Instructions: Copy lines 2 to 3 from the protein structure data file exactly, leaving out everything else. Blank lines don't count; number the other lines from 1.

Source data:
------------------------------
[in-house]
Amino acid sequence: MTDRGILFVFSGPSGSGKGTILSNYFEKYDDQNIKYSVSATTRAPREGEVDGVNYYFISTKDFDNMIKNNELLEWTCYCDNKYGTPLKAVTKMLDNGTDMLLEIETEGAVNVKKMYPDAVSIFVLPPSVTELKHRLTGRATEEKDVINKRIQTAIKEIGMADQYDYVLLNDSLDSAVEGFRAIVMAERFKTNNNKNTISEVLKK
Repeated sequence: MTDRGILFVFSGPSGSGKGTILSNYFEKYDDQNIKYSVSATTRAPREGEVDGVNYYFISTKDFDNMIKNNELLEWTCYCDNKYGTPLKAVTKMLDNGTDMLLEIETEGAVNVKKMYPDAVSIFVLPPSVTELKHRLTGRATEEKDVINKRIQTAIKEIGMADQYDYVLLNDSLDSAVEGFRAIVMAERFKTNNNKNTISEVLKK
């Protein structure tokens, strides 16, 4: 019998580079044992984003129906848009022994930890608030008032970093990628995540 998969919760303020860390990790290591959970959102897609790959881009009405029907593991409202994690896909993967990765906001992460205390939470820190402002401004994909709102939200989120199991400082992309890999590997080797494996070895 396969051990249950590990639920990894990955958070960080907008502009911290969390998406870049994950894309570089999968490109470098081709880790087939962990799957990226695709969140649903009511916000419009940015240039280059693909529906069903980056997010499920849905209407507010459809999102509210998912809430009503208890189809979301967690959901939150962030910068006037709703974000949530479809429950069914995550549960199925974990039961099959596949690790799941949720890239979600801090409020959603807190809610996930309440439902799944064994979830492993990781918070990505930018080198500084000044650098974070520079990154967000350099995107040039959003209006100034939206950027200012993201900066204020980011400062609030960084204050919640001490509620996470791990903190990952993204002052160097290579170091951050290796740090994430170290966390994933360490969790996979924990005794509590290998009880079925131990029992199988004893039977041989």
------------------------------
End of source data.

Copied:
Amino acid sequence: MTDRGILFVFSGPSGSGKGTILSNYFEKYDDQNIKYSVSATTRAPREGEVDGVNYYFISTKDFDNMIKNNELLEWTCYCDNKYGTPLKAVTKMLDNGTDMLLEIETEGAVNVKKMYPDAVSIFVLPPSVTELKHRLTGRATEEKDVINKRIQTAIKEIGMADQYDYVLLNDSLDSAVEGFRAIVMAERFKTNNNKNTISEVLKK
Repeated sequence: MTDRGILFVFSGPSGSGKGTILSNYFEKYDDQNIKYSVSATTRAPREGEVDGVNYYFISTKDFDNMIKNNELLEWTCYCDNKYGTPLKAVTKMLDNGTDMLLEIETEGAVNVKKMYPDAVSIFVLPPSVTELKHRLTGRATEEKDVINKRIQTAIKEIGMADQYDYVLLNDSLDSAVEGFRAIVMAERFKTNNNKNTISEVLKK